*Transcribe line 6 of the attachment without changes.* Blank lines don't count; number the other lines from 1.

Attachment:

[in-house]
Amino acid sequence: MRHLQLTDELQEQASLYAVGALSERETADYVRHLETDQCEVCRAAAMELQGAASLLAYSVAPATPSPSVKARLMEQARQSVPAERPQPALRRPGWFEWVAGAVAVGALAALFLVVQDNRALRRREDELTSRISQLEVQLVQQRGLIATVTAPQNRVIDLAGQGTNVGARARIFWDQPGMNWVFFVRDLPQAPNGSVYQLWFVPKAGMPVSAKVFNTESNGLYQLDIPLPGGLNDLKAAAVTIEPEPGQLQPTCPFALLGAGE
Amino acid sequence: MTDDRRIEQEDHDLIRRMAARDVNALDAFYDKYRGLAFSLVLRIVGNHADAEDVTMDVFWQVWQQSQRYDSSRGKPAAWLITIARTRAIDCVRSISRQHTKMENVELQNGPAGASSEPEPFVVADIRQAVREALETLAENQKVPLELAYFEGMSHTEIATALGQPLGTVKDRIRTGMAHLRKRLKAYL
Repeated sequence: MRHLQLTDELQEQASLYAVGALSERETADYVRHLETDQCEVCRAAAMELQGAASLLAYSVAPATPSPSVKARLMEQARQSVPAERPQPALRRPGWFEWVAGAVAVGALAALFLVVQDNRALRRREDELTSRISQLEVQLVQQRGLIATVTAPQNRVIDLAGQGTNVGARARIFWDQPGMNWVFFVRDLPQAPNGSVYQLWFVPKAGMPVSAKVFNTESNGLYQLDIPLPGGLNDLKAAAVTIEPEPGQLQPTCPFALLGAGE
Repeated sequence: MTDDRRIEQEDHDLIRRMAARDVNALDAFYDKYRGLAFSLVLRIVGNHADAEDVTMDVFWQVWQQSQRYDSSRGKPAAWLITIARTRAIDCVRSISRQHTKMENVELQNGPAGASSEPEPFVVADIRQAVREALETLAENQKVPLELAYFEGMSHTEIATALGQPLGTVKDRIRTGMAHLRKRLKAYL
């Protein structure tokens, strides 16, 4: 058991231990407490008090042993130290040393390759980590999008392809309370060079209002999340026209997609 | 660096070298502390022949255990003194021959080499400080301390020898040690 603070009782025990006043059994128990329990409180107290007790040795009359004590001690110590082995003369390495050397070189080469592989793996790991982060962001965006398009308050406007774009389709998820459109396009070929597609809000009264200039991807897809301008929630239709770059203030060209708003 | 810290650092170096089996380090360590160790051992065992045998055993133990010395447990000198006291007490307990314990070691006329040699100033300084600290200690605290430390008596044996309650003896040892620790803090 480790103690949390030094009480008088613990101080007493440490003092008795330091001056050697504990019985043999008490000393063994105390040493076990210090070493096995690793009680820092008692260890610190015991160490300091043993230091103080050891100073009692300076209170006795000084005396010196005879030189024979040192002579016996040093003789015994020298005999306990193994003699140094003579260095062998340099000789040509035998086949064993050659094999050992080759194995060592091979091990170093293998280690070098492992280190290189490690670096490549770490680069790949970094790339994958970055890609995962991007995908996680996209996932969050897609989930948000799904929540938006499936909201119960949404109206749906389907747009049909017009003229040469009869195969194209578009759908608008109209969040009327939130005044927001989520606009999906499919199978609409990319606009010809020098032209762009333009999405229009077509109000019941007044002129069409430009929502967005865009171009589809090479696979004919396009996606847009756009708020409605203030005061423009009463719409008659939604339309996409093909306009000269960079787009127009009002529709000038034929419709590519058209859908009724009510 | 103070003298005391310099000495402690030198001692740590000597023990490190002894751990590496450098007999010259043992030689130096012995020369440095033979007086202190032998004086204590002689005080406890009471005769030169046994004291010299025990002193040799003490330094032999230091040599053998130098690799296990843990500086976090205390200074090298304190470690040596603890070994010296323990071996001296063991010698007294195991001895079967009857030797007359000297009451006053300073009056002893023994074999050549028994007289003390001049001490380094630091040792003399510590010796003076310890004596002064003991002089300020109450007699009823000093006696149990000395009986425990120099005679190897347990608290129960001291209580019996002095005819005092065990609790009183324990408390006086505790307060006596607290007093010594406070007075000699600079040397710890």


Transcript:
């Protein structure tokens, strides 16, 4: 058991231990407490008090042993130290040393390759980590999008392809309370060079209002999340026209997609 | 660096070298502390022949255990003194021959080499400080301390020898040690 603070009782025990006043059994128990329990409180107290007790040795009359004590001690110590082995003369390495050397070189080469592989793996790991982060962001965006398009308050406007774009389709998820459109396009070929597609809000009264200039991807897809301008929630239709770059203030060209708003 | 810290650092170096089996380090360590160790051992065992045998055993133990010395447990000198006291007490307990314990070691006329040699100033300084600290200690605290430390008596044996309650003896040892620790803090 480790103690949390030094009480008088613990101080007493440490003092008795330091001056050697504990019985043999008490000393063994105390040493076990210090070493096995690793009680820092008692260890610190015991160490300091043993230091103080050891100073009692300076209170006795000084005396010196005879030189024979040192002579016996040093003789015994020298005999306990193994003699140094003579260095062998340099000789040509035998086949064993050659094999050992080759194995060592091979091990170093293998280690070098492992280190290189490690670096490549770490680069790949970094790339994958970055890609995962991007995908996680996209996932969050897609989930948000799904929540938006499936909201119960949404109206749906389907747009049909017009003229040469009869195969194209578009759908608008109209969040009327939130005044927001989520606009999906499919199978609409990319606009010809020098032209762009333009999405229009077509109000019941007044002129069409430009929502967005865009171009589809090479696979004919396009996606847009756009708020409605203030005061423009009463719409008659939604339309996409093909306009000269960079787009127009009002529709000038034929419709590519058209859908009724009510 | 103070003298005391310099000495402690030198001692740590000597023990490190002894751990590496450098007999010259043992030689130096012995020369440095033979007086202190032998004086204590002689005080406890009471005769030169046994004291010299025990002193040799003490330094032999230091040599053998130098690799296990843990500086976090205390200074090298304190470690040596603890070994010296323990071996001296063991010698007294195991001895079967009857030797007359000297009451006053300073009056002893023994074999050549028994007289003390001049001490380094630091040792003399510590010796003076310890004596002064003991002089300020109450007699009823000093006696149990000395009986425990120099005679190897347990608290129960001291209580019996002095005819005092065990609790009183324990408390006086505790307060006596607290007093010594406070007075000699600079040397710890």